S. Akbar Zaidi
Anyone familiar with Pakistan’s history knows that most of the last 70 years since Independence have been dominated by the country’s military. Pakistan’s history and its politics have been more about the military than about its civilians or about society more broadly. Whether the military has governed directly under dictatorial military generals, as it has for 32 years, or whether it has ruled through other indirect, but equally intrusive, means, as it has when not directly running government, much of what Pakistan has become has been moulded by, and on account of, Pakistan’s military and its various interests and institutions. Whether it is Pakistan as a (failed) national security state, or a breeding ground for various forms of Islamic jihad, much credit goes to Pakistan’s military.
Moments of change
This is not to suggest that the civilian and political actors are innocent in any way, beyond agency, accountability or reproach. But having been constrained in numerous ways by the overly-dominant and overly-invasive military, for whether Pakistan has been a failed or failing state, a rogue state involved in nuclear proliferation, or a state which allowed the world’s most wanted man to live well-protected for five years in Pakistan, responsibility on civilians and politicians, in the absence of any real power, must be rather thin. Moreover, it is well recognised that whether it is Pakistan’s nuclear policy, Afghan policy or policy towards India, whether in terms of peace or trade, real power rests not with the civilian elected political body, but with the military, particularly the army.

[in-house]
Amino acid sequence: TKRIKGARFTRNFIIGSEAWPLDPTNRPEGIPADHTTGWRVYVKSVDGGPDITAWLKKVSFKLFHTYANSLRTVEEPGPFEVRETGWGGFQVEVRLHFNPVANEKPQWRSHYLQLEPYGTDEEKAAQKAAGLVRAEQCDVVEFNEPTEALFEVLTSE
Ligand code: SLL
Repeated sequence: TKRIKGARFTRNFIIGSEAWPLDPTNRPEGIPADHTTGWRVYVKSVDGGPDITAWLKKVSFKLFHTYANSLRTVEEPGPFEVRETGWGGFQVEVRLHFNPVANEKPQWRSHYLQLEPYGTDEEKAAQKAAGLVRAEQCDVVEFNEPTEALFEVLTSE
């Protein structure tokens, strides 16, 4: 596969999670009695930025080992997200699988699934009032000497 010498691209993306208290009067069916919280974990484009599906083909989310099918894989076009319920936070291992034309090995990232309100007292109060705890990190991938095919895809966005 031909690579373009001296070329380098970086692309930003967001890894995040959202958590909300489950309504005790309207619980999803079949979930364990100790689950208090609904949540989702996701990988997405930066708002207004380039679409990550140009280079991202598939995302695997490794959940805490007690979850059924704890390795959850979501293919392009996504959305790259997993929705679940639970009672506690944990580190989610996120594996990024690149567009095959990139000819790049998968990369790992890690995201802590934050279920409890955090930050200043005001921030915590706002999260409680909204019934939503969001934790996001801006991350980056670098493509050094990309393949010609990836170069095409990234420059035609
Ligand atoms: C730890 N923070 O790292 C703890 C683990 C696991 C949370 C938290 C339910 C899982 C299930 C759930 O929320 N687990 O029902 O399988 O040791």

Yet, there have been moments of change in this dominant narrative as well, such as following the 1971 war when Zulfikar Ali Bhutto took over a demolished and defeated Pakistan. Or, more recently, when led by a group of civilian and political actors in 2007 and 2008, an arrogant military general dictator was eventually ousted, to the extent that he was put under trial for treason – although he’s now an absconder allowed to live freely (and in great comfort) in exile abroad. It was this opening, in 2007 and 2008, that gave many Pakistanis a fleeting hope of a stronger, and perhaps more permanent, nature and direction of democratisation, than perhaps at any time ever before. While some of those expectations have been postponed, many still remain and, in fact, show signs of maturing.